The United Na­tions es­ti­mates that more than 3,500 civil­ians have been killed in Ye­men since Saudi-led airstrikes be­gan in late March.

Last week, the Hadi gov­ern­ment and rebels agreed to start peace talks me­di­ated by a UN en­voy in Switzer­land. A peace bid in June quickly col­lapsed, and on­go­ing fight­ing in Ye­men also threat­ened the lat­est ef­fort.

Any peace ac­cord, how­ever, must sort out of the fate of Hadi and his gov­ern­ment, whose restora­tion to power is a key de­mand of the Saudis. On the other side, how­ever, the Houthis are un­likely to make ma­jor con­ces­sions and still hold the Ye­meni cap­i­tal, Sanaa.

The wounded Ye­meni men in Riyadh watch it all from the side­lines.

“Our fight­ing is over. The war for us is done on the battlefiel­d,” said Farhan. “But it isn’t really fin­ished for us, is it? We will deal with th­ese in­juries for the rest of our lives.”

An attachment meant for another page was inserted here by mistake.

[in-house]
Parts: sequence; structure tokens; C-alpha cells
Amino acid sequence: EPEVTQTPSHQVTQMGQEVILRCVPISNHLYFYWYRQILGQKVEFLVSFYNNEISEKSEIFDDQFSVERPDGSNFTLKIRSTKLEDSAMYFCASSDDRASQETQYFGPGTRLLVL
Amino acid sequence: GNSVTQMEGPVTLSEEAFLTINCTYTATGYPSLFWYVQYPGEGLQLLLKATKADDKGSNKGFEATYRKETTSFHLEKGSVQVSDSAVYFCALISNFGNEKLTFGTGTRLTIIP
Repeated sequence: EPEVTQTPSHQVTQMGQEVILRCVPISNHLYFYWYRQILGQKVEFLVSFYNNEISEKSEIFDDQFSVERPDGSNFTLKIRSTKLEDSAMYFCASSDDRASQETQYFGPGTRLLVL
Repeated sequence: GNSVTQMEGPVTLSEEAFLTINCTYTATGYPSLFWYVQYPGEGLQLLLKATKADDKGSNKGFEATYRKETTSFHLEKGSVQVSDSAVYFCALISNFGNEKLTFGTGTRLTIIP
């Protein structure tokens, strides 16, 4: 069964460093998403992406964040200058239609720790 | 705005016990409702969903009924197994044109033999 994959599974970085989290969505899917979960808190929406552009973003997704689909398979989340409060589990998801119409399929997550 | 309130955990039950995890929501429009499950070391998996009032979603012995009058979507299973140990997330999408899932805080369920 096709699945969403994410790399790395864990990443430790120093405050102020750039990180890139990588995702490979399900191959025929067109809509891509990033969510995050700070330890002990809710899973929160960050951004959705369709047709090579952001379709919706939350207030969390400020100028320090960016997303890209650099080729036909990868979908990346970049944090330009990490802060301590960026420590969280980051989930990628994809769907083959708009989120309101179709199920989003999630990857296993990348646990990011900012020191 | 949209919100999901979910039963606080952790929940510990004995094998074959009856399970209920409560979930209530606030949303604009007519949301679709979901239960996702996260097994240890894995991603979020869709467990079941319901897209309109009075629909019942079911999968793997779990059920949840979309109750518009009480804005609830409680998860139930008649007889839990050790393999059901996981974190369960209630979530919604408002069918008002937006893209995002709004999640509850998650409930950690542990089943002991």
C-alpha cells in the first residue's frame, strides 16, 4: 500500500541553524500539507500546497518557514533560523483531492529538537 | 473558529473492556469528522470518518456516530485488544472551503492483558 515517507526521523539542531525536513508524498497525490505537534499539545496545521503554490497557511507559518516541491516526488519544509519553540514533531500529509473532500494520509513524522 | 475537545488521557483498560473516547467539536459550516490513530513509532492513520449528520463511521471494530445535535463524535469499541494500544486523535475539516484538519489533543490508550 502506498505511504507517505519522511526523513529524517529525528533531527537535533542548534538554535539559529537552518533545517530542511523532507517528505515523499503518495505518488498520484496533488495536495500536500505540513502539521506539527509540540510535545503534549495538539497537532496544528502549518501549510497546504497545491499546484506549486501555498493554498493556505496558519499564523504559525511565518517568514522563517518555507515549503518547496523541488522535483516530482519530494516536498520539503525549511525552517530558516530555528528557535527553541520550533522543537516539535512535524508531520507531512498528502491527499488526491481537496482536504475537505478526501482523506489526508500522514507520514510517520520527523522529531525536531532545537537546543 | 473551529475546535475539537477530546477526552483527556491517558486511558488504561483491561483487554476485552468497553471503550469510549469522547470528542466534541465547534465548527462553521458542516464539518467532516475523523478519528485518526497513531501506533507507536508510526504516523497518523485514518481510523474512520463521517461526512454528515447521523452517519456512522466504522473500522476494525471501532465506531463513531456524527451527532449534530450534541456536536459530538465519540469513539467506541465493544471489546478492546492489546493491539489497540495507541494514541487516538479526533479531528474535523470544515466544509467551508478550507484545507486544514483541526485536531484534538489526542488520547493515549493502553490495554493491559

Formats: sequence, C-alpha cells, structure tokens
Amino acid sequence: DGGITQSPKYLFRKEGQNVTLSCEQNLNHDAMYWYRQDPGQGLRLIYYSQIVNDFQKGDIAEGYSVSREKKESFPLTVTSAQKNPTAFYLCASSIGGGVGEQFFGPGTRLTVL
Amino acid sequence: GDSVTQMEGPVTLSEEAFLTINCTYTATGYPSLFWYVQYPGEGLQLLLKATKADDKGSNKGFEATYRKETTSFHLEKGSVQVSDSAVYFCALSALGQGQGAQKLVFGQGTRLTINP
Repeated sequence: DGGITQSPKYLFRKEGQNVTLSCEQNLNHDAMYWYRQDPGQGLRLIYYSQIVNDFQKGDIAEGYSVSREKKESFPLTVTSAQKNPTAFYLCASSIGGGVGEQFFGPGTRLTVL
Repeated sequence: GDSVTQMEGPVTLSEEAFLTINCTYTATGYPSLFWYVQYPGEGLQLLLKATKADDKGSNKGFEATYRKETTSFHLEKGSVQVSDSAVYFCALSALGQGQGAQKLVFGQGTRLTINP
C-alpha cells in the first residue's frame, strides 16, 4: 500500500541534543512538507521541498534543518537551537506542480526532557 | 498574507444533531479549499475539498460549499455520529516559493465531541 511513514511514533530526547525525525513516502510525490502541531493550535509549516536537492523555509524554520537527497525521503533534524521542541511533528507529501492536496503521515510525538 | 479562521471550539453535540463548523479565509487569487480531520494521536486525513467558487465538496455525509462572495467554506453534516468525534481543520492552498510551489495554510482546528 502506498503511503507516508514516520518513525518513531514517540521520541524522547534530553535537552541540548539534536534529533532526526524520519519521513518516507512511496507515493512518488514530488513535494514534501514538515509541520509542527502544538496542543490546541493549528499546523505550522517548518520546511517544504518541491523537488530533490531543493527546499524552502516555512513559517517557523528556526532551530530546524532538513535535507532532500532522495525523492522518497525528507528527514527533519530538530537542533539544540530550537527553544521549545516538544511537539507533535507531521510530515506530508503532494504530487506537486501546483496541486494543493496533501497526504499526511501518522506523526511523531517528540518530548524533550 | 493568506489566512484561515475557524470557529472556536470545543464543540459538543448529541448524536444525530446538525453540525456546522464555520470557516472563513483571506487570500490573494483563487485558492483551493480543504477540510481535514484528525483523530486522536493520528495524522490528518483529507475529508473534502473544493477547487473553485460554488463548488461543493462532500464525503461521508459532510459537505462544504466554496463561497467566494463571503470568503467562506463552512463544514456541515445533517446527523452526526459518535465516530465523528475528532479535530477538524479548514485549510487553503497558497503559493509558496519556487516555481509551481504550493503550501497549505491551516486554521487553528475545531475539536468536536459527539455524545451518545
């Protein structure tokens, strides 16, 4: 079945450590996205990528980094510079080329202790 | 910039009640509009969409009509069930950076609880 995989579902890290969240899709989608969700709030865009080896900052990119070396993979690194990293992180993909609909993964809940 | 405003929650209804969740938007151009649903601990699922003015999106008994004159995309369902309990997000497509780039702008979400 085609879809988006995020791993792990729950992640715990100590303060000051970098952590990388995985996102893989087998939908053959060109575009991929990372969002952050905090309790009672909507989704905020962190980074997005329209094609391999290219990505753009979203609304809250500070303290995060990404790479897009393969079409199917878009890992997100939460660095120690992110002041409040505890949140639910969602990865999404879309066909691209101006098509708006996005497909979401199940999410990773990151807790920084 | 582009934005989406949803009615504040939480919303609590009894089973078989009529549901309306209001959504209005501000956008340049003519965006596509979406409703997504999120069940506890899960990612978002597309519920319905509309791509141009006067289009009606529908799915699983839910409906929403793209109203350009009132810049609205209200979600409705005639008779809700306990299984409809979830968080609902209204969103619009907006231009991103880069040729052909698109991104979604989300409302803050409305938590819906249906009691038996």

?? AL-BASHA/AFP/GETTY IM­AGES ?? A tribesman, who sup­ports forces loyal to Ye­men’s Saudi-backed Pres­i­dent Abed Rabbo Man­sour Hadi, holds his weapon in Taiz, Ye­men. While Ye­meni of­fi­cials meet in Saudi Ara­bia for talks to end fight­ing, wounded sol­diers say nei­ther the Saudis nor their coun­try’s lead­ers are will­ing to pro­vide proper care for them.
AL-BASHA/AFP/GETTY IM­AGES A tribesman, who sup­ports forces loyal to Ye­men’s Saudi-backed Pres­i­dent Abed Rabbo Man­sour Hadi, holds his weapon in Taiz, Ye­men. While Ye­meni of­fi­cials meet in Saudi Ara­bia for talks to end fight­ing, wounded sol­diers say nei­ther the Saudis nor their coun­try’s lead­ers are will­ing to pro­vide proper care for them.